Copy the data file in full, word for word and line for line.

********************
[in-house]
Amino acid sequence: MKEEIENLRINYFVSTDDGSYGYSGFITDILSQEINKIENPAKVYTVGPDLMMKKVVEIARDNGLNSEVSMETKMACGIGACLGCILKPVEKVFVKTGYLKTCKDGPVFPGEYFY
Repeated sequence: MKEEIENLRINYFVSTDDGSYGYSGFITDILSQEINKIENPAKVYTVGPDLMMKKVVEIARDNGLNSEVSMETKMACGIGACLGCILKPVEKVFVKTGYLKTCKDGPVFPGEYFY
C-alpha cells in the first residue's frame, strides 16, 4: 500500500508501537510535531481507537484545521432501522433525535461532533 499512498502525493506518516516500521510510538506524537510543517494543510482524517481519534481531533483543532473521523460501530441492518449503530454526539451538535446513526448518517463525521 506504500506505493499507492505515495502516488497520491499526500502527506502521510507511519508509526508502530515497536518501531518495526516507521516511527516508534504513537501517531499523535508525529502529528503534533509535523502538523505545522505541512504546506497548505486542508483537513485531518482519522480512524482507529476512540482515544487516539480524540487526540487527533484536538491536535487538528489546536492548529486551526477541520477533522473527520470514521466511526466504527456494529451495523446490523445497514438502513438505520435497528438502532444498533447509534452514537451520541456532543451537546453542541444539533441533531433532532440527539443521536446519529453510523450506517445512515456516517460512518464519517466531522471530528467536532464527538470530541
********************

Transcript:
[in-house]
Amino acid sequence: MKEEIENLRINYFVSTDDGSYGYSGFITDILSQEINKIENPAKVYTVGPDLMMKKVVEIARDNGLNSEVSMETKMACGIGACLGCILKPVEKVFVKTGYLKTCKDGPVFPGEYFY
Repeated sequence: MKEEIENLRINYFVSTDDGSYGYSGFITDILSQEINKIENPAKVYTVGPDLMMKKVVEIARDNGLNSEVSMETKMACGIGACLGCILKPVEKVFVKTGYLKTCKDGPVFPGEYFY
C-alpha cells in the first residue's frame, strides 16, 4: 500500500508501537510535531481507537484545521432501522433525535461532533 499512498502525493506518516516500521510510538506524537510543517494543510482524517481519534481531533483543532473521523460501530441492518449503530454526539451538535446513526448518517463525521 506504500506505493499507492505515495502516488497520491499526500502527506502521510507511519508509526508502530515497536518501531518495526516507521516511527516508534504513537501517531499523535508525529502529528503534533509535523502538523505545522505541512504546506497548505486542508483537513485531518482519522480512524482507529476512540482515544487516539480524540487526540487527533484536538491536535487538528489546536492548529486551526477541520477533522473527520470514521466511526466504527456494529451495523446490523445497514438502513438505520435497528438502532444498533447509534452514537451520541456532543451537546453542541444539533441533531433532532440527539443521536446519529453510523450506517445512515456516517460512518464519517466531522471530528467536532464527538470530541